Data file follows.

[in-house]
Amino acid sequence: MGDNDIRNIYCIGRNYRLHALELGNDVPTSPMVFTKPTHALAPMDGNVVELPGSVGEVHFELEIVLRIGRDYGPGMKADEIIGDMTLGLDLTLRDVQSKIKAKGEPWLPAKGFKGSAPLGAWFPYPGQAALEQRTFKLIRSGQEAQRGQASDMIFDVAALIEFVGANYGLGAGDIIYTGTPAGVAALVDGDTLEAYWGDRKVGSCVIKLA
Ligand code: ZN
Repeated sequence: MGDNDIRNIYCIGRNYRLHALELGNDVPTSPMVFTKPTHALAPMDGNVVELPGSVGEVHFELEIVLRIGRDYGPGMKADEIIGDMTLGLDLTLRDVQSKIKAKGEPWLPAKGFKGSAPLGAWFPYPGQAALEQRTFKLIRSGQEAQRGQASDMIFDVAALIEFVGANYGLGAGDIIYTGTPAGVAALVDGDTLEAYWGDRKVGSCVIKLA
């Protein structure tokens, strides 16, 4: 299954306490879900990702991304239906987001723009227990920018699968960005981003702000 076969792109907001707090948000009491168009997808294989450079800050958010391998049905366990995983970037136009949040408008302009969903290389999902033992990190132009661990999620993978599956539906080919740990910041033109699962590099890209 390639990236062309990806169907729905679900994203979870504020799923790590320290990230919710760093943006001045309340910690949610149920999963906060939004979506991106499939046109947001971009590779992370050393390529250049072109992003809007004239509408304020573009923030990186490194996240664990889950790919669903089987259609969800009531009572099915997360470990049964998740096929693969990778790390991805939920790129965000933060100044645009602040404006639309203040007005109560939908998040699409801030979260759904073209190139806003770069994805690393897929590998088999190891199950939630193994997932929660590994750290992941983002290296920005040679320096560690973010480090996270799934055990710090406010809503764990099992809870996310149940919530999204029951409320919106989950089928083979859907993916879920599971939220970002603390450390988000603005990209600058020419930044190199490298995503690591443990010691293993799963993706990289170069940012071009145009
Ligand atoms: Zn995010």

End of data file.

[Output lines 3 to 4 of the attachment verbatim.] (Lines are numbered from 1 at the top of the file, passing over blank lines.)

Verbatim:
Ligand code: ZN
Repeated sequence: MGDNDIRNIYCIGRNYRLHALELGNDVPTSPMVFTKPTHALAPMDGNVVELPGSVGEVHFELEIVLRIGRDYGPGMKADEIIGDMTLGLDLTLRDVQSKIKAKGEPWLPAKGFKGSAPLGAWFPYPGQAALEQRTFKLIRSGQEAQRGQASDMIFDVAALIEFVGANYGLGAGDIIYTGTPAGVAALVDGDTLEAYWGDRKVGSCVIKLA